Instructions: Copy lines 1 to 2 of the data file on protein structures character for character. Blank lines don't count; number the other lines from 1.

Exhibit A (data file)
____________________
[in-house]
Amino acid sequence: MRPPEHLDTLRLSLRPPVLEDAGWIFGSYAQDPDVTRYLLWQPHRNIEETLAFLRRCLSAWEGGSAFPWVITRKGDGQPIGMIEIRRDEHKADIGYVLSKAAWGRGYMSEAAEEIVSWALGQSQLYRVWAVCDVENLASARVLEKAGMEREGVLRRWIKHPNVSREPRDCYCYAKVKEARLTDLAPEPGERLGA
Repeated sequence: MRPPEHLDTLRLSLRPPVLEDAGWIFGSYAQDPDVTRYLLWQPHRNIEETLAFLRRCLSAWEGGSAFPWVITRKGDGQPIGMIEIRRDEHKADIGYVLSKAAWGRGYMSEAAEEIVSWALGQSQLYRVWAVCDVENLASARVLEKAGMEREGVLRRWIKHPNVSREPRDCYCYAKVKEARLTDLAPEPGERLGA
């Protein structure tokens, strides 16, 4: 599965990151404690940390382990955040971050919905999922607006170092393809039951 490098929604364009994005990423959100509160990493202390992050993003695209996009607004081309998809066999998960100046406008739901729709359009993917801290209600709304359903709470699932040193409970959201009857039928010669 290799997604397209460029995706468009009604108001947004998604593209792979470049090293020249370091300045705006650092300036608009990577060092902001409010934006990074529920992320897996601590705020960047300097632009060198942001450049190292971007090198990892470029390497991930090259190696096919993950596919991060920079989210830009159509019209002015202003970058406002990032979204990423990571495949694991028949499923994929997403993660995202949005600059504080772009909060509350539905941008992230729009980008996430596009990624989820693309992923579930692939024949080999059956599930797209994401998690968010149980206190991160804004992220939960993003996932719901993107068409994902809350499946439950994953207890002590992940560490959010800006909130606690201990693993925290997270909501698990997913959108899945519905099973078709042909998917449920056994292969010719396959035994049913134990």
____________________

[in-house]
Amino acid sequence: MRPPEHLDTLRLSLRPPVLEDAGWIFGSYAQDPDVTRYLLWQPHRNIEETLAFLRRCLSAWEGGSAFPWVITRKGDGQPIGMIEIRRDEHKADIGYVLSKAAWGRGYMSEAAEEIVSWALGQSQLYRVWAVCDVENLASARVLEKAGMEREGVLRRWIKHPNVSREPRDCYCYAKVKEARLTDLAPEPGERLGA